With ACC lead at stake, Cards host unlucky Heels

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LOUISVILLE, Ky. (KT) -- After their off-the-charts performance in Wednesday's 90-66 demolition of Syracuse, Louisville's basketball team could be hard-pressed to come up with a suitable encore under normal circumstances. But these aren't normal circumstances.


"We've got a lot to play for," UofL coach Chris Mack said Friday afternoon prior to practice. "I loved our spirit and we've got to be able to recapture that and keep moving forward."


As struggling North Carolina (10-16, 3-12) visits the KFC Yum! Center Saturday afternoon (4 o'clock, ESPN), the ACC championship race enters its final two weeks with No. 11 UofL (22-5, 13-3) heading the pack.


Barely. The Cardinals own a tenuous half-game lead over Duke and Florida State, both 13-3, with a quick turnaround looming for a Monday night showdown against the Seminoles in Tallahassee. Virginia (10-5) is lurking in case the leaders falter.


The top four finishers receive a double-bye into the quarterfinals and with four games remaining, the Cards have all but assured themselves of one of those byes, but a bigger goal is their first regular season title since joining the league in 2015  and the continuing quest for a favorable seeding for March Madness. If the ACC tournament started today, Louisville would be the No. 1 seed, followed by Duke, Florida State and Virginia.


"The Florida State game won't mean a whole lot if we don't handle business on Saturday, so I don't talk about it with my team," Mack said. "My job is to make sure we're ready to go tomorrow."


Count freshman point guard David Johnson, who shined in his first collegiate start against Syracuse, among those who believe the Cards will build on their high level of play Wednesday.


"Afterwards we talked about some things and I really feel we can keep the ball rolling," he said. "We give each other confidence in practice, during the shootarounds, off the court and I feel like all of us are really boosting each other. As long as we continue to work, good things will happen for us."


North Carolina's players are probably thinking the same thing, but it hasn't turned out too well so far. The Tar Heels, one of the bluebloods of college basketball and a constant presence in the NCAA Tournament, have fallen on hard times and come to Louisville as the last-place team in the ACC.


UNC has lost six games in a row and has been called the unluckiest team in the country by Hall of Fame coach Roy Williams and others. It would be hard to dispute them, and it has been a particularly depressing stretch lately.


The Heels lost their last two games against Virginia (64-62) and Notre Dame (77-76) on difficult 3-point buzzer-beaters, and six of their last eight ACC defeats have been by three points or less, with another one by six. They blew a 15-point second-half lead against the Irish and also lost a lead in regulation against Duke and fell 98-96 in overtime two weeks ago. Yet, they also managed to get blown out by Wake Forest (11-14, 4-11) 74-57.


 "You've got two choices," said Williams after the heartbreaker at Notre Dame Monday night. "You can compete your butt off or you can get in a fetal position and curl up and start crying. ... We play Saturday. You can feel sorry for yourself and (if) you feel sorry for yourself, you're going to do that the rest of your freaking life. We're going to try to compete as hard as we can."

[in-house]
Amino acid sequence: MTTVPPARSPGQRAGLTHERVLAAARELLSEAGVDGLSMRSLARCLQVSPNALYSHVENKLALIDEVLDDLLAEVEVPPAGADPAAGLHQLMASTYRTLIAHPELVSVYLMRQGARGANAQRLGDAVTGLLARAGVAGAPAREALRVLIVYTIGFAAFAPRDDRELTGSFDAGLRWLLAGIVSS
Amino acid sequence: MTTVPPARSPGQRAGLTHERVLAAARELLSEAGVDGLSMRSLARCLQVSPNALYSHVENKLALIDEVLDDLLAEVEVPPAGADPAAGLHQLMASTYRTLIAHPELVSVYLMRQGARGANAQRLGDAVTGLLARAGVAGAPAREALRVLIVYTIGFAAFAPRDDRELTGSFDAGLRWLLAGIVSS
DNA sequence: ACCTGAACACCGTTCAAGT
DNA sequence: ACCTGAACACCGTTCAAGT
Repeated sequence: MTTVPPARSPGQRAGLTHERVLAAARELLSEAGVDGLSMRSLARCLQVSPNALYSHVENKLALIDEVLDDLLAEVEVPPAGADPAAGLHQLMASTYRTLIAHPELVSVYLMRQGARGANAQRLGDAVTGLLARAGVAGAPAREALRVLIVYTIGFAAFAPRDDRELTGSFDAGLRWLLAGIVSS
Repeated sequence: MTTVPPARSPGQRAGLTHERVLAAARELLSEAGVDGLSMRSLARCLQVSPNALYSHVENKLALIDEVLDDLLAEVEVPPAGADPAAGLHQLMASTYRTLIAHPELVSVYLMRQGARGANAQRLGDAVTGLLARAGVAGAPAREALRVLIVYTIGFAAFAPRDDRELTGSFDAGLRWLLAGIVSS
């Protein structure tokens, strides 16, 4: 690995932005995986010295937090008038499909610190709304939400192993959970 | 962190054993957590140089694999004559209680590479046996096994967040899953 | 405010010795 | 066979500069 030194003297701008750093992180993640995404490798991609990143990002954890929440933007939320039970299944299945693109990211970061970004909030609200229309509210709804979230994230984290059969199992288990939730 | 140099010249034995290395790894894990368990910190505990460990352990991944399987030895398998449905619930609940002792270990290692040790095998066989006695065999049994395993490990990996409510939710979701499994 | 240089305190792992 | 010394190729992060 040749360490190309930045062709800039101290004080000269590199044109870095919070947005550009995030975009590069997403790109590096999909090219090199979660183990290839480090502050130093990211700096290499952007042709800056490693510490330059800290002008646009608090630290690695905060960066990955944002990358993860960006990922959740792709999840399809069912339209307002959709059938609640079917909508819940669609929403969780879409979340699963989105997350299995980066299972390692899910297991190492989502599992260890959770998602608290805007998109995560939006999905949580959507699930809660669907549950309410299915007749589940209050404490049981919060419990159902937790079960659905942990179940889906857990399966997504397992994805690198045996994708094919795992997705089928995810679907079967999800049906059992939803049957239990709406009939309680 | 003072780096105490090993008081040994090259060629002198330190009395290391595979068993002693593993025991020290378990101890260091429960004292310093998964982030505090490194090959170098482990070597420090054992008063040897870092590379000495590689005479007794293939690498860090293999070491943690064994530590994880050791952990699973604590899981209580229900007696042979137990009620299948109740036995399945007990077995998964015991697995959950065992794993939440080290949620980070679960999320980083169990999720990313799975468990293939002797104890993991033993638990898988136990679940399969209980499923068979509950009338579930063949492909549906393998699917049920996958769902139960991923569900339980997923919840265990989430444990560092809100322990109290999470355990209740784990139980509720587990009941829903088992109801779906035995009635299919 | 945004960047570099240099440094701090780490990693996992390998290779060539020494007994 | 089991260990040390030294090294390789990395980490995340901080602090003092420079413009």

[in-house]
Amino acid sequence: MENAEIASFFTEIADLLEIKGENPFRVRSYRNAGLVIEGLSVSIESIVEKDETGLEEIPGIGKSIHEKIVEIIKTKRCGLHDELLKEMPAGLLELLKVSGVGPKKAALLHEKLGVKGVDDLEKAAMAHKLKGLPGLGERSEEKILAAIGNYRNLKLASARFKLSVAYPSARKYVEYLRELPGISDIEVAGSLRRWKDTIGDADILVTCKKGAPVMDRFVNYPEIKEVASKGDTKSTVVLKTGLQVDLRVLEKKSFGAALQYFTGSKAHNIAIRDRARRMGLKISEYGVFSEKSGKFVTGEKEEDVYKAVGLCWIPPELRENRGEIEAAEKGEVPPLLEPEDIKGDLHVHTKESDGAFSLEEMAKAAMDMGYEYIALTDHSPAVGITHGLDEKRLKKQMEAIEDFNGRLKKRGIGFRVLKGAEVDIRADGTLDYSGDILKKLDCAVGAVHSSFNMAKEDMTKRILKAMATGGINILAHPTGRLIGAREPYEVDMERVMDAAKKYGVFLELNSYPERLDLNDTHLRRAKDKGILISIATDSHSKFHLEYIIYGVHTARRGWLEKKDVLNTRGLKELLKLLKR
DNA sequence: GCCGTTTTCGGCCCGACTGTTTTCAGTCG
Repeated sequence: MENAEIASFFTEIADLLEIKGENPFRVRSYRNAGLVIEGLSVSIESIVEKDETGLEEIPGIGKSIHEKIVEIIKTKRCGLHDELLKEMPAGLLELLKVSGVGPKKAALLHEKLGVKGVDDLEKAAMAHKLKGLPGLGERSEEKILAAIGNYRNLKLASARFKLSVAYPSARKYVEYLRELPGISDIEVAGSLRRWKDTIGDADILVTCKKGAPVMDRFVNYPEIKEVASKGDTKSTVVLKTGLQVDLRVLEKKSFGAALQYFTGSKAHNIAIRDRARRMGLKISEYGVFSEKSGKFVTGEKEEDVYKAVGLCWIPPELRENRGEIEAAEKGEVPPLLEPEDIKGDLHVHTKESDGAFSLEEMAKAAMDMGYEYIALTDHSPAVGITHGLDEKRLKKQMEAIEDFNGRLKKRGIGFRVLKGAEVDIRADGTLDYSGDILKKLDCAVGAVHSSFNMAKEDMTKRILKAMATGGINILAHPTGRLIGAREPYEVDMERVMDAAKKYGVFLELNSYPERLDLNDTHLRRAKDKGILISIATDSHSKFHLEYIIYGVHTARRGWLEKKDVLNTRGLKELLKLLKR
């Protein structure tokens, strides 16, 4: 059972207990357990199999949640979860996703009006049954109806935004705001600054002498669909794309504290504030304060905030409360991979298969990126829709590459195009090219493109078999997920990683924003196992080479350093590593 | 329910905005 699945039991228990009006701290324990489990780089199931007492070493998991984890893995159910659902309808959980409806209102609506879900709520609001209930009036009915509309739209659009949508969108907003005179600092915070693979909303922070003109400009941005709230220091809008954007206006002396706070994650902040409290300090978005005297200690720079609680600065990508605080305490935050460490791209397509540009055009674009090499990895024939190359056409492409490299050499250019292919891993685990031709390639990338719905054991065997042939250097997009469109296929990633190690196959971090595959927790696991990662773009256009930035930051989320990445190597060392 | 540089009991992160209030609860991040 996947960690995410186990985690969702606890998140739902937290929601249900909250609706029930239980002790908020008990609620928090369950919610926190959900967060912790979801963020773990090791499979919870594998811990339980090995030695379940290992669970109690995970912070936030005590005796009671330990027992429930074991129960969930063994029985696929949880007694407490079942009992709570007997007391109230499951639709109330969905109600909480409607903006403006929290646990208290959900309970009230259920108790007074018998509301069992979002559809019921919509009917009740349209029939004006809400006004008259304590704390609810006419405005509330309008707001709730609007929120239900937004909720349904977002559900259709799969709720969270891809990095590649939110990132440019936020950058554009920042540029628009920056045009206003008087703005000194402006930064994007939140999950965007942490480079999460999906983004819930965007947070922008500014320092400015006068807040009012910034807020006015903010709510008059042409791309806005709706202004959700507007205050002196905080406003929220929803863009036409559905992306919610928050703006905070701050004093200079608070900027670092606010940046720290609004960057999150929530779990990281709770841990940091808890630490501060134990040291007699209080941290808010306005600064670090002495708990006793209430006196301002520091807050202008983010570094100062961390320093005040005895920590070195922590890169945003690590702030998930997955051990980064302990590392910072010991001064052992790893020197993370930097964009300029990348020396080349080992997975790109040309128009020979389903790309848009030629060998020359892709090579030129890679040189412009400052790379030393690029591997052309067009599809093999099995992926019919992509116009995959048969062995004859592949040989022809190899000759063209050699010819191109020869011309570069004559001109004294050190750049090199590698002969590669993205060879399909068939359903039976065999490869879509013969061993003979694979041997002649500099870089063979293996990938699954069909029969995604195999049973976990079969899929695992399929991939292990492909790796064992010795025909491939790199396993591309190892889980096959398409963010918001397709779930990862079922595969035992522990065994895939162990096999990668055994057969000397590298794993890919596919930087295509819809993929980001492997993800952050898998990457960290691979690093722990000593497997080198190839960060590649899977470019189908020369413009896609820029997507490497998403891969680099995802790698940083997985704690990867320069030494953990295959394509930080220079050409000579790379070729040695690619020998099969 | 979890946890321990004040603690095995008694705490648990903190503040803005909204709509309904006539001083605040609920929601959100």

Mack has been there. He noted that his 2017 team at Xavier lost its best player, current Indiana Pacers point guard Edmund Sumner, near the end of the season and dropped six straight games but recovered and advanced to the Elite Eight.


"You just have to keep pressing forward," Mack said. "I don't care how many Carolina has lost in a row. They're still Carolina. They have talent and they're finally healthy. We don't worry about what losing streak they're coming in on, we just have to be ready for a team that has a history of excellence. They're gonna run the ball down your throat, or attempt to, and offensive rebound like mad"


Their marquee player is 6-foot-3 freshman point guard Cole Anthony, one of the premier point guards in the nation who Mack calls a "unique athlete." Anthony, who missed almost two months with a knee injury, is averaging 19.5 points, 3.8 assists and 6.2 rebounds. And even though he was out for 12 games he still leads the team in free throws made (76-101, .752). Still, UNC is 0-6 since Anthony's return.


"He's explosive," Mack said. "I think against any really good ballhandler, playmaker like Cole you just have to make the game as hard as you possible can on him, hard for him to get in the lane. You can't allow him to play downhill because he's a high-volume free throw shooter, gets to the (free throw) line an awful lot beause he creates contact. He's so quick that contact a lot of times isn't squared to him so he gets the benefit of the call, and rightfully so."


UofL's hottest player at the moment is senior forward Dwayne Sutton, who has averaged 14.3 points and 8.3 rebounds while shooting 56 percent, including 5-of-12 from 3-point range. In three games against UNC last season, Sutton averaged 16.7 ppg, 8.0 rpg and 3.7 assists.


Jordan Nwora goes into Saturday's game hoping to break out of a slump. In the last three games he has hit just 7-of-29 overall (.241) and 3-of-16 (.187) on treys.

Russ Brown, a former sportswriter for The Courier-Journal and USA Today, covers University of Louisville sports and college football and basketball for Kentucky Today. He can be contacted at 0926.russ.brown@gmail.com.

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